It’s an exciting time to be an ant scientist in California. With climate change resulting in increasingly extreme dry and wet weather, and the convergence of two rival invasive ant species, some big questions have emerged: How will the local ecology continue to shift in response to these ants? Will these ants, whose populations helped keep each other in check in their native lands, do the same here? And how do we control these insects, who seem in some ways to be better at living in urban environments than we are?
“It’s a little more complicated than just finding a mound and taking it out,” Braman said. Commercially-available baits are a more effective choice for eliminating the source of these ants than spot treatments, but even so, he said, we should be careful that we’re not just tipping the balance of power between one invasive species and another, while taking out natives in the process. The U.S. Department of Agriculture has been working to control the spread of the imported ants through quarantines and the development of biocontrol agents that affect only the invaders.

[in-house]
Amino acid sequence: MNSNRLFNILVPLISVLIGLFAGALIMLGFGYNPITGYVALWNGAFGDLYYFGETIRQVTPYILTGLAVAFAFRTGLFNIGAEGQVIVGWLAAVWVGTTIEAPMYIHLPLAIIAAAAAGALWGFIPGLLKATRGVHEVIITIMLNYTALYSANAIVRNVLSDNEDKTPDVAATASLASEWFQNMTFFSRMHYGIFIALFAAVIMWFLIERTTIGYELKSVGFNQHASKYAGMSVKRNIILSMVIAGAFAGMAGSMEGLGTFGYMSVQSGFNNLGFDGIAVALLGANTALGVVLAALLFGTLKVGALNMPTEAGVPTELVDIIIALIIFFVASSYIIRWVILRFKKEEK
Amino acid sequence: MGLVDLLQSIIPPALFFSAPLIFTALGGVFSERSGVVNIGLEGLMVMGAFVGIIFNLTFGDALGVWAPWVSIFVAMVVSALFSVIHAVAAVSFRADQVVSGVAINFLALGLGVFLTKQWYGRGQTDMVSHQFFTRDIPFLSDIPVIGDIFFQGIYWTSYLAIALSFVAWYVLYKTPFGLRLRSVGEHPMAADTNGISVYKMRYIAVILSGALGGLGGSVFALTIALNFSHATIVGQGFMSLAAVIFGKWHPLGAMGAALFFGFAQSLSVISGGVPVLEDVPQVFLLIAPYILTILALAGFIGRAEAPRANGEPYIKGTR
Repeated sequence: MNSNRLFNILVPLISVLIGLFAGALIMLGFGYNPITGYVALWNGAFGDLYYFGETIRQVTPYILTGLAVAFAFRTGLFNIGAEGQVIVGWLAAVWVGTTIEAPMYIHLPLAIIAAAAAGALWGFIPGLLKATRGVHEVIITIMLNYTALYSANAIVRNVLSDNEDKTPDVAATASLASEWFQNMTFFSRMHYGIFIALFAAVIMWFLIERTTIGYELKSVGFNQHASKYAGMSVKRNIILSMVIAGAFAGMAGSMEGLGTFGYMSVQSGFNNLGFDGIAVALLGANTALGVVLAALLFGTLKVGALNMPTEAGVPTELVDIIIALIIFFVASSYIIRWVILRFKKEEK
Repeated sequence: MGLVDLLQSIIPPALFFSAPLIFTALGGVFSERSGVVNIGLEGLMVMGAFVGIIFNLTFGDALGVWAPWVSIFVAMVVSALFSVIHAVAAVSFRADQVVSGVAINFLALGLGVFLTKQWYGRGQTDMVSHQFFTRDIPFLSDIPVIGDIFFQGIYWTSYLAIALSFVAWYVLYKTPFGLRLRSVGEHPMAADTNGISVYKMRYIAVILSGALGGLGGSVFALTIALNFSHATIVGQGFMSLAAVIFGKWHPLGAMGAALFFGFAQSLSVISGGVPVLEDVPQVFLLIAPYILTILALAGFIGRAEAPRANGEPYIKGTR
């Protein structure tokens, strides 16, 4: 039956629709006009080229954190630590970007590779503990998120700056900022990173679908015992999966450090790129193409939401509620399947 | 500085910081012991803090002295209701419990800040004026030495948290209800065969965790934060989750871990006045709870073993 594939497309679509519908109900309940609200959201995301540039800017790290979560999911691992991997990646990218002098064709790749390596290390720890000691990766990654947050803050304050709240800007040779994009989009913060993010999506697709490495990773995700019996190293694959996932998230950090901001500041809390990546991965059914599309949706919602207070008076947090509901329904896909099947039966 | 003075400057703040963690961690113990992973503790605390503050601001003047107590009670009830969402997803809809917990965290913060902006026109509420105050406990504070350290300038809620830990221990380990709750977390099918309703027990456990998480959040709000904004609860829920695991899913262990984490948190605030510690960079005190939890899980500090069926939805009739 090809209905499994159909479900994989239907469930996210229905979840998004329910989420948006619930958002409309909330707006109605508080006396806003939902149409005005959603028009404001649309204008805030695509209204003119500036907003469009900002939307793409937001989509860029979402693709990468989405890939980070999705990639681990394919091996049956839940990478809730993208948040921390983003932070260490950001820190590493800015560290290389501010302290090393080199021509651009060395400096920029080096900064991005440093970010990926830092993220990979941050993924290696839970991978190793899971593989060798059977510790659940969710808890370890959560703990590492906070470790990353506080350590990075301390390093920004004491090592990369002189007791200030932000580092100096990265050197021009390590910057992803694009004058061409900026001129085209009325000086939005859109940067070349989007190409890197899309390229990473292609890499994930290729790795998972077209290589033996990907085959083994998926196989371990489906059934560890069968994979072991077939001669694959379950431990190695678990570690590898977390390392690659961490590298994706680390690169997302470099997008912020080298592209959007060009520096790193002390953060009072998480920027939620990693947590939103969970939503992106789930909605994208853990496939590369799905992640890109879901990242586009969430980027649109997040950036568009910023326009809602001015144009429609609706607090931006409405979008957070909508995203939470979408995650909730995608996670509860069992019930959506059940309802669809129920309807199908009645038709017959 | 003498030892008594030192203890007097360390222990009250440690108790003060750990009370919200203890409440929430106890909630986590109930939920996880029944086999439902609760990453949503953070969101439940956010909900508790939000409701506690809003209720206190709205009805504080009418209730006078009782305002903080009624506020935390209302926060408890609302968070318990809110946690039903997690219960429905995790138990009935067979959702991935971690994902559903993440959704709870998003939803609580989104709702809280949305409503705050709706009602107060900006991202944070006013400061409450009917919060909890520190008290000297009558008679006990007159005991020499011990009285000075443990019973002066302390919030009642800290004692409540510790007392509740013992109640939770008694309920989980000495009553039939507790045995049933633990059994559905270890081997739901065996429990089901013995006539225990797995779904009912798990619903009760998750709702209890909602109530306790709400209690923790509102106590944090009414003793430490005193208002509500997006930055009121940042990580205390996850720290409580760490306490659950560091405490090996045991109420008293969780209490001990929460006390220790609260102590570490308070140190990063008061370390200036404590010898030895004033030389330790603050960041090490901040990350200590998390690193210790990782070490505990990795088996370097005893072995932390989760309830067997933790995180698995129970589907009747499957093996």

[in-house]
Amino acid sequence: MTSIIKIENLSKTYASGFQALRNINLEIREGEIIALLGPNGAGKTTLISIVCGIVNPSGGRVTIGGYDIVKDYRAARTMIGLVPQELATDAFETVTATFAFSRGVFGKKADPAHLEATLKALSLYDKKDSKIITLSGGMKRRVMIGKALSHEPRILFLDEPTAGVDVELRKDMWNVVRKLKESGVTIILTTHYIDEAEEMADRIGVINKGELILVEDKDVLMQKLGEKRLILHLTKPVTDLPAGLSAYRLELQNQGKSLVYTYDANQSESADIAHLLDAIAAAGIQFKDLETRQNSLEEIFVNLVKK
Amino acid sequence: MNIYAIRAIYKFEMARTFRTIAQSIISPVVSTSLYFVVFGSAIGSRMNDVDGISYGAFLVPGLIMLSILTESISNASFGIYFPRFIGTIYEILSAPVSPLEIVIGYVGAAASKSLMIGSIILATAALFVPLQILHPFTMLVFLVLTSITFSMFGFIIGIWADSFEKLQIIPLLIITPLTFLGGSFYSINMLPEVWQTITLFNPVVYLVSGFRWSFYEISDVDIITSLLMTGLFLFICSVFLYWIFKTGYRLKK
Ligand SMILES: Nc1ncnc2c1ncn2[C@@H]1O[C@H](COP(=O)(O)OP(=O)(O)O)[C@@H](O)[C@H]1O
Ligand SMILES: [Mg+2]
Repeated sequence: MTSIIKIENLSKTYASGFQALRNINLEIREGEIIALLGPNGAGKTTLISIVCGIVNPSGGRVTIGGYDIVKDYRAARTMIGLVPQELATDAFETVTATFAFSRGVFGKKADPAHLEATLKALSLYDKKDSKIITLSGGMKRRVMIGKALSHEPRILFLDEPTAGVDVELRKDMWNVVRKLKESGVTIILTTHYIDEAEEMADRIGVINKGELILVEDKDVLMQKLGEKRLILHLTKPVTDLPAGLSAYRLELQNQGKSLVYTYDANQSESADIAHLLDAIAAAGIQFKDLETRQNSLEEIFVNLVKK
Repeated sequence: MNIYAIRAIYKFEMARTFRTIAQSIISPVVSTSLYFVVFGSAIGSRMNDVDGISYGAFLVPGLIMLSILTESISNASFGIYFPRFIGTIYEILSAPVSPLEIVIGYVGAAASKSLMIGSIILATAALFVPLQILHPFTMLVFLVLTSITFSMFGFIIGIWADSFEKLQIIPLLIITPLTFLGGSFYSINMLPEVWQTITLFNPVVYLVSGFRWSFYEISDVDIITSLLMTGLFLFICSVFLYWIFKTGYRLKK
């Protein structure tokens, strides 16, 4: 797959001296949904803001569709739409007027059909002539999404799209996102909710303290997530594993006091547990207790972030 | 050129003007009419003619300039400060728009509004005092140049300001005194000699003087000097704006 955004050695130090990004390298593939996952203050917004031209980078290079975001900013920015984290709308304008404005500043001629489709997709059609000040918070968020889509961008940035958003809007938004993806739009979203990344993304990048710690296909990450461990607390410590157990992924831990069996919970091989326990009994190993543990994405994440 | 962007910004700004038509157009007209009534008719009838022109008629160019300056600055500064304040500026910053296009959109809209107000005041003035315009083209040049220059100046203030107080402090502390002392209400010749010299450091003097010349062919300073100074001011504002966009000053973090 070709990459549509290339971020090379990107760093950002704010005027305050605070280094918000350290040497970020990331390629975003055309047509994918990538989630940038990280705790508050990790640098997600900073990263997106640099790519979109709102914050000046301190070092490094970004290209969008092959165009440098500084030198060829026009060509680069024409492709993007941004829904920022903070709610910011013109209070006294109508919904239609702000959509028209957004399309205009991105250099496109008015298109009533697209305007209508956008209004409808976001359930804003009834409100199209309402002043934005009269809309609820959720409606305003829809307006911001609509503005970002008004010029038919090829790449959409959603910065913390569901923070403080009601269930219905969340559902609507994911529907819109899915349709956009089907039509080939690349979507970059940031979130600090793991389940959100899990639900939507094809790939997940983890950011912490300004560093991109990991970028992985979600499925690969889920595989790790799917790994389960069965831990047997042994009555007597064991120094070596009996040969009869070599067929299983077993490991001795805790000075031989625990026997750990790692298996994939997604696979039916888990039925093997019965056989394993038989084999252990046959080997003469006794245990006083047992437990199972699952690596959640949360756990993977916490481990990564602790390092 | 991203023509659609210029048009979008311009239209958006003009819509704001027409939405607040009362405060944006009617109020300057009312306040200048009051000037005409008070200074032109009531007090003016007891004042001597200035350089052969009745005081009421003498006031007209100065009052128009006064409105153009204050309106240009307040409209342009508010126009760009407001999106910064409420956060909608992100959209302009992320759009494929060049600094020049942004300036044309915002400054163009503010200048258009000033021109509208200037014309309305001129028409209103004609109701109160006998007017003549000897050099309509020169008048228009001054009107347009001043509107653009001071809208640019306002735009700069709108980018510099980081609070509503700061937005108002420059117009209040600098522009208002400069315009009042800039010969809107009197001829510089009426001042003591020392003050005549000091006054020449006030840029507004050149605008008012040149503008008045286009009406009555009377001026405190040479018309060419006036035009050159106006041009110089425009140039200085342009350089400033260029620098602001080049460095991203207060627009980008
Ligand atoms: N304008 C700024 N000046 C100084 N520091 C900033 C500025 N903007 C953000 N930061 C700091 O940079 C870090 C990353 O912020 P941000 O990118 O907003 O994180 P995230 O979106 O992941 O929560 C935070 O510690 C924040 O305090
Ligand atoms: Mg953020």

In the meantime, researchers like those in the Dudley Lab will continue to monitor the current situation with ecological surveys. Braman, undergraduate researcher Skylar Primavera from UCSB’s College of Creative Studies and colleagues are currently conducting studies on native and non-native ants at sites on the Santa Clara River in Ventura County. The team is exploring whether and how restoration of native riparian woodlands following removal of invasive plants can promote recovery of the whole native community of plants and animals.
Other UCSB researchers, such as those working with Katja Seltmann, director of UC Santa Barbara’s Cheadle Center for Biodiversity and Ecological Restoration, are attempting to reconstruct a picture of ant species diversity before the invasion, a project that will eventually involve citizen science to collect native ant records.